John Cooper is a professional Christian artist. As the lead singer and bassist for Skillet, he makes his living singing about Jesus and leading other people to worship Christ. When he took to Facebook to voice his concerns about recent de-confessions by other prominent Christians, he got both positive and negative feedback. John joined me for a candid conversation about his passion for Christ and the irresistible motivation to speak into this cultural moment.
This was not something I posted to attack somebody out of spite or anger or something like that. This started, honestly, out of sadness. Sadness to see people that have influenced me, influenced my family, my kids. And it was painful, really really painful. It’s depressing and then I’m upset because not only is it painful, not only is it happening, but I’m looking at some of these statements that were honestly…just kind of flippant. They were just kind of like, “ay, I’m kinda losin’ my faith. Honestly the only thing I believe now is nothing and it’s the best/ happiest I’ve ever been.” I was just upset and I wanted to just plead with anybody that would listen: can we just get back to the preeminence of the Word of God?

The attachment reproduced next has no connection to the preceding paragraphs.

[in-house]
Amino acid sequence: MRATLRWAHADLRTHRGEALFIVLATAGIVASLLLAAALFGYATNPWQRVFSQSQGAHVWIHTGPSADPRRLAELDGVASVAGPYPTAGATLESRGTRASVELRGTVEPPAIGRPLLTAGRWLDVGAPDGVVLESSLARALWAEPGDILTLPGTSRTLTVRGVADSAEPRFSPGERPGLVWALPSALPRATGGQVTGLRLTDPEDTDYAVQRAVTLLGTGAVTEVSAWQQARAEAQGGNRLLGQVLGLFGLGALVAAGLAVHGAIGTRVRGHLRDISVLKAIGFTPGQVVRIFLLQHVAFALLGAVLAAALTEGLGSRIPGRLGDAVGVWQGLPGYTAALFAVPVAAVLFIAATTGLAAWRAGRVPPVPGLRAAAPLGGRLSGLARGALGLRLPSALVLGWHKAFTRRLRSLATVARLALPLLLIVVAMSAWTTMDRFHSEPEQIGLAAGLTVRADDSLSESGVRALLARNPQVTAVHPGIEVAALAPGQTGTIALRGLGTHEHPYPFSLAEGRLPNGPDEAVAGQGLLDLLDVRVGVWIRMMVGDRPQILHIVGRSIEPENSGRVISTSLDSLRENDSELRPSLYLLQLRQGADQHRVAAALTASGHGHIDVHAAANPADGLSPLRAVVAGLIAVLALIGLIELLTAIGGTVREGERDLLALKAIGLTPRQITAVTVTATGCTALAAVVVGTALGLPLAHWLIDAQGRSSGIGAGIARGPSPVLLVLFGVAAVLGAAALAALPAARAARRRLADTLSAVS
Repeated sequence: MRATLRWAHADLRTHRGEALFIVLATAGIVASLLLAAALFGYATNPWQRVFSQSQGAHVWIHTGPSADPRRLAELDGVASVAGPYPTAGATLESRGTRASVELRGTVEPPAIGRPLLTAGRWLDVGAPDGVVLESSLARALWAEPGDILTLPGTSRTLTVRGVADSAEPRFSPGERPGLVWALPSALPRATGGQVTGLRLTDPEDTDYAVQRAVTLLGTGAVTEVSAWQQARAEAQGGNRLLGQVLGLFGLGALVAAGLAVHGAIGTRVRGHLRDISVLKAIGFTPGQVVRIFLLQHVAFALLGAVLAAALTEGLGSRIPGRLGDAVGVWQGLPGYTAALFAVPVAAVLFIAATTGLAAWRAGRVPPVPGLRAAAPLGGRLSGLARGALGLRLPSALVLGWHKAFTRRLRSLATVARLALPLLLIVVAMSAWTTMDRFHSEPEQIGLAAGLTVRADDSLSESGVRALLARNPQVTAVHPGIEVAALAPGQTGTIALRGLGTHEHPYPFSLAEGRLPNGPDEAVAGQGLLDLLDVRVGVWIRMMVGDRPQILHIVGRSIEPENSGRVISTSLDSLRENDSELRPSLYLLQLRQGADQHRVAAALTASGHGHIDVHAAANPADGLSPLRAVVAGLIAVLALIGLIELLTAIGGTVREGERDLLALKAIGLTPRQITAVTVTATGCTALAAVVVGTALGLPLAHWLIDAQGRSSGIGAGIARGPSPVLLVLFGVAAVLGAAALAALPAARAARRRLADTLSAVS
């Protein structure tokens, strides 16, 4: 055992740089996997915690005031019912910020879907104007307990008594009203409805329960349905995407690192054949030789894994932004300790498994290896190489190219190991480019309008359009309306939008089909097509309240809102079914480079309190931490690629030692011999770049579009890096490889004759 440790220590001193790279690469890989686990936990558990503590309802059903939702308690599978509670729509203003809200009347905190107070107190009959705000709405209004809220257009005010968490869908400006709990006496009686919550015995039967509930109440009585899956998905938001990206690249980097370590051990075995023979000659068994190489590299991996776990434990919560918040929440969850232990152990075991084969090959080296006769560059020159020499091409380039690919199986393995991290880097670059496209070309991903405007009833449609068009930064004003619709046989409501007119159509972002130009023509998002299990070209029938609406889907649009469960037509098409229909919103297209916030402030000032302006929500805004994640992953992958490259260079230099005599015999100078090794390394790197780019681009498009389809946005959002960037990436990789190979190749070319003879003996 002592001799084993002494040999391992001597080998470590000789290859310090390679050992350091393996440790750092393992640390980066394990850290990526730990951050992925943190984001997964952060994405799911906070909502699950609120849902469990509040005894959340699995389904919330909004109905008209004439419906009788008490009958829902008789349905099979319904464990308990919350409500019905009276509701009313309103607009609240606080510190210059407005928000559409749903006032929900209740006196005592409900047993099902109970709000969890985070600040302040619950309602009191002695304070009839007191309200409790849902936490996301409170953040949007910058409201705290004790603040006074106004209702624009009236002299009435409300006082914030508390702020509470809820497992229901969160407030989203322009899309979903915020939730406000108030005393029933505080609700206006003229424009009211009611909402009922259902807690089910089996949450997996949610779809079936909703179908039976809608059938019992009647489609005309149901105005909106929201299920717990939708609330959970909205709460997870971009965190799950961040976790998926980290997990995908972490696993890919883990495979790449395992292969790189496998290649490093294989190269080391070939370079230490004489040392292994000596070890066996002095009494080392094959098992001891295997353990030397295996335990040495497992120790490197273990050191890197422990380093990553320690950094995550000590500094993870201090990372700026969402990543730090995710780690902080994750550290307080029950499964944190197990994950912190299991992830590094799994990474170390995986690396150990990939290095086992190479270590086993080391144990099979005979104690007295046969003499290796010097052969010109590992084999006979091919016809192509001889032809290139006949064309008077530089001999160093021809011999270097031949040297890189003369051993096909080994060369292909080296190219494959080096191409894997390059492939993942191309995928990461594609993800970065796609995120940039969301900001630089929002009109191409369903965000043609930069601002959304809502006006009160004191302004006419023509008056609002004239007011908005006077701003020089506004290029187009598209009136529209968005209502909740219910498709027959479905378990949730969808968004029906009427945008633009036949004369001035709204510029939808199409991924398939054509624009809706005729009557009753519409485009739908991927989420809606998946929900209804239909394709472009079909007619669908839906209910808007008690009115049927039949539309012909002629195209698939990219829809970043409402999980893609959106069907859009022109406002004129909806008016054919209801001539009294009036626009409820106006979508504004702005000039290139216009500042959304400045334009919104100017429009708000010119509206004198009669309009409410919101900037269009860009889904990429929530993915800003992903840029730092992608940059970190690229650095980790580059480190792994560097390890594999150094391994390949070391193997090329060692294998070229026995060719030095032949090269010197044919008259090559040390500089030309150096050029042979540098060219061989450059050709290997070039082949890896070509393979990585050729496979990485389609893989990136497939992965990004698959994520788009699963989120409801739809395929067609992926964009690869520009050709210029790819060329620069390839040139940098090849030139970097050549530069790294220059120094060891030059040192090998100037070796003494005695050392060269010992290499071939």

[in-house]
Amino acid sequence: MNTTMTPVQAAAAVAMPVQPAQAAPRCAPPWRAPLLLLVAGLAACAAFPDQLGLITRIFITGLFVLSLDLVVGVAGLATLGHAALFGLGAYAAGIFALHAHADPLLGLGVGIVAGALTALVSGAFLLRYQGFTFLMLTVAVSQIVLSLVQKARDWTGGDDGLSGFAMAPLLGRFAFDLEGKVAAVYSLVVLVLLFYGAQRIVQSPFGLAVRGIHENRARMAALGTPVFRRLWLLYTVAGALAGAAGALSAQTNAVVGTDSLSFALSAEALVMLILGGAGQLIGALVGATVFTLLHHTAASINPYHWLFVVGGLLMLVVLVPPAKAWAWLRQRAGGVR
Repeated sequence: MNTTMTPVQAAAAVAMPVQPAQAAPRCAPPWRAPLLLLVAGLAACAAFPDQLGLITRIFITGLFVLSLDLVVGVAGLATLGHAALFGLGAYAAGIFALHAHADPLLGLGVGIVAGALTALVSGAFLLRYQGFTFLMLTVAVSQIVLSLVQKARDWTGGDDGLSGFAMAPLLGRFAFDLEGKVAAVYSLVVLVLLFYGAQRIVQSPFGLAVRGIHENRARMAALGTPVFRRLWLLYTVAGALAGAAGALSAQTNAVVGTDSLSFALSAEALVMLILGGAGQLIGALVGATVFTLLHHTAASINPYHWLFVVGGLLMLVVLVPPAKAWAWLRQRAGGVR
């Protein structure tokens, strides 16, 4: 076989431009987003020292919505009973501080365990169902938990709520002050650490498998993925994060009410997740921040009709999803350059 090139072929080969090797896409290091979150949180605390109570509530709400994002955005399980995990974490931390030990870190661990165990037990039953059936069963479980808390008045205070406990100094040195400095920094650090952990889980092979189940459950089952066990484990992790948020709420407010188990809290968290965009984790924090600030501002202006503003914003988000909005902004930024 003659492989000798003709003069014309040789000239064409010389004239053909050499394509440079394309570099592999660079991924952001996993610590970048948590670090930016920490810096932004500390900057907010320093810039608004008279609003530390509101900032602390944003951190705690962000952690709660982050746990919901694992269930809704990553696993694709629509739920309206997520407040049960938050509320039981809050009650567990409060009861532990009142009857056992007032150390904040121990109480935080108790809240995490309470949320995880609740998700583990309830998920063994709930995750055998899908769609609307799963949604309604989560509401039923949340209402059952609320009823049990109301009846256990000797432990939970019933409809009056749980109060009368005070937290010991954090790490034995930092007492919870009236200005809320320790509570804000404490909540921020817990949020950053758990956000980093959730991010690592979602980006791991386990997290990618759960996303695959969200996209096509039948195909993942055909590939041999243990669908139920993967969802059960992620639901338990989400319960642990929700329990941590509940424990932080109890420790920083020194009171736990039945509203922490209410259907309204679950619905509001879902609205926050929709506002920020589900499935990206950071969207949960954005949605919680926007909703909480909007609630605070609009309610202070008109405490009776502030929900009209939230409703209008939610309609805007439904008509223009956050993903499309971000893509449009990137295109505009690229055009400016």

Part of the crisis we face as a culture is a by-product of the Word of God having lost its rightful place in the life of the Church. Until the Word of God is restored to its rightful place, described by John as preeminence, the Church will not have rightful influence in the culture. In fact, quite the reverse. John continues,
We are living in a society that only values emotion, only values emotional arguments – and I’m tired of it. The Word of God is the only thing that never changes. I just want to plead with the Church to go back. I think we’re elevating in culture people who look the right way, they sing the right way, they say the right thing in an emotional song. We’re just not valuing the Word of God as we ought: We are valuing entertainment and we want our ears to be tickled on a Sunday morning with a song that makes me feel really good and like a child again. Why don’t we sing about God and who He is for a change?’